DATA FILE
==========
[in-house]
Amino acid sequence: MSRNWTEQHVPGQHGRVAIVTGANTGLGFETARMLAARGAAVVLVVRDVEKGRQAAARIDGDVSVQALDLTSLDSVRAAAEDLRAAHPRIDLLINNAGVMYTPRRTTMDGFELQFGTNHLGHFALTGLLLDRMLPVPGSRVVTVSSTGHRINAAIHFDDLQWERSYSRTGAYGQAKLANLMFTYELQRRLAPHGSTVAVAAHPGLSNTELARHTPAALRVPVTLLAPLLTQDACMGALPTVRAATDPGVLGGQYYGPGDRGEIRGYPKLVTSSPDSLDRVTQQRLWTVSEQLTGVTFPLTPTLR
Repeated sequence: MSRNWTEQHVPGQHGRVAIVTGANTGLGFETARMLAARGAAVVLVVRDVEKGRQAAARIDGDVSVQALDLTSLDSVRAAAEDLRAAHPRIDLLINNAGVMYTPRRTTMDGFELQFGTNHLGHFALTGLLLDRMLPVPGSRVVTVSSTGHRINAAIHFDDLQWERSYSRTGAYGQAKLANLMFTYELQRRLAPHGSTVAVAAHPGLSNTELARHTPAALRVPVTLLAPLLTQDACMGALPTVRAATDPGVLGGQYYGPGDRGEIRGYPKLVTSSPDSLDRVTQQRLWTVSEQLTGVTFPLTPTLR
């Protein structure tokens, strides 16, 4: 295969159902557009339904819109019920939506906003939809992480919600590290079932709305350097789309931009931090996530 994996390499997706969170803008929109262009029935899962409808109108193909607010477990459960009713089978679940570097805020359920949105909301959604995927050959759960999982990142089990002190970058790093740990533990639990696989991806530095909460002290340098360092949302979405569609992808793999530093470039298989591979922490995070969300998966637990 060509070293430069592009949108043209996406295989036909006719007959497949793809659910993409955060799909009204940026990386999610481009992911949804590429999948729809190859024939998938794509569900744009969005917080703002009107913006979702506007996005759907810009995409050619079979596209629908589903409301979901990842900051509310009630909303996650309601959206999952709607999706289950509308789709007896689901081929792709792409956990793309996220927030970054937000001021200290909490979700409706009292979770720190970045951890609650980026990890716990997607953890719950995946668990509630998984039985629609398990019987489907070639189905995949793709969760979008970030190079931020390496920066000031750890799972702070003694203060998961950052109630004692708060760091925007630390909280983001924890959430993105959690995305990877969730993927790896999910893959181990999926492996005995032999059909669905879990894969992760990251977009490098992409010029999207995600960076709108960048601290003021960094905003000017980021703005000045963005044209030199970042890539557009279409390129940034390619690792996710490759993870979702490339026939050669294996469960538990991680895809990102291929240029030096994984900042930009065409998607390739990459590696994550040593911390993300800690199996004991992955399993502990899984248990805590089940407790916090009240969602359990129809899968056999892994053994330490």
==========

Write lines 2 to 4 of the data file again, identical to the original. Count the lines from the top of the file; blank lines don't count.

Amino acid sequence: MSRNWTEQHVPGQHGRVAIVTGANTGLGFETARMLAARGAAVVLVVRDVEKGRQAAARIDGDVSVQALDLTSLDSVRAAAEDLRAAHPRIDLLINNAGVMYTPRRTTMDGFELQFGTNHLGHFALTGLLLDRMLPVPGSRVVTVSSTGHRINAAIHFDDLQWERSYSRTGAYGQAKLANLMFTYELQRRLAPHGSTVAVAAHPGLSNTELARHTPAALRVPVTLLAPLLTQDACMGALPTVRAATDPGVLGGQYYGPGDRGEIRGYPKLVTSSPDSLDRVTQQRLWTVSEQLTGVTFPLTPTLR
Repeated sequence: MSRNWTEQHVPGQHGRVAIVTGANTGLGFETARMLAARGAAVVLVVRDVEKGRQAAARIDGDVSVQALDLTSLDSVRAAAEDLRAAHPRIDLLINNAGVMYTPRRTTMDGFELQFGTNHLGHFALTGLLLDRMLPVPGSRVVTVSSTGHRINAAIHFDDLQWERSYSRTGAYGQAKLANLMFTYELQRRLAPHGSTVAVAAHPGLSNTELARHTPAALRVPVTLLAPLLTQDACMGALPTVRAATDPGVLGGQYYGPGDRGEIRGYPKLVTSSPDSLDRVTQQRLWTVSEQLTGVTFPLTPTLR
């Protein structure tokens, strides 16, 4: 295969159902557009339904819109019920939506906003939809992480919600590290079932709305350097789309931009931090996530 994996390499997706969170803008929109262009029935899962409808109108193909607010477990459960009713089978679940570097805020359920949105909301959604995927050959759960999982990142089990002190970058790093740990533990639990696989991806530095909460002290340098360092949302979405569609992808793999530093470039298989591979922490995070969300998966637990 060509070293430069592009949108043209996406295989036909006719007959497949793809659910993409955060799909009204940026990386999610481009992911949804590429999948729809190859024939998938794509569900744009969005917080703002009107913006979702506007996005759907810009995409050619079979596209629908589903409301979901990842900051509310009630909303996650309601959206999952709607999706289950509308789709007896689901081929792709792409956990793309996220927030970054937000001021200290909490979700409706009292979770720190970045951890609650980026990890716990997607953890719950995946668990509630998984039985629609398990019987489907070639189905995949793709969760979008970030190079931020390496920066000031750890799972702070003694203060998961950052109630004692708060760091925007630390909280983001924890959430993105959690995305990877969730993927790896999910893959181990999926492996005995032999059909669905879990894969992760990251977009490098992409010029999207995600960076709108960048601290003021960094905003000017980021703005000045963005044209030199970042890539557009279409390129940034390619690792996710490759993870979702490339026939050669294996469960538990991680895809990102291929240029030096994984900042930009065409998607390739990459590696994550040593911390993300800690199996004991992955399993502990899984248990805590089940407790916090009240969602359990129809899968056999892994053994330490």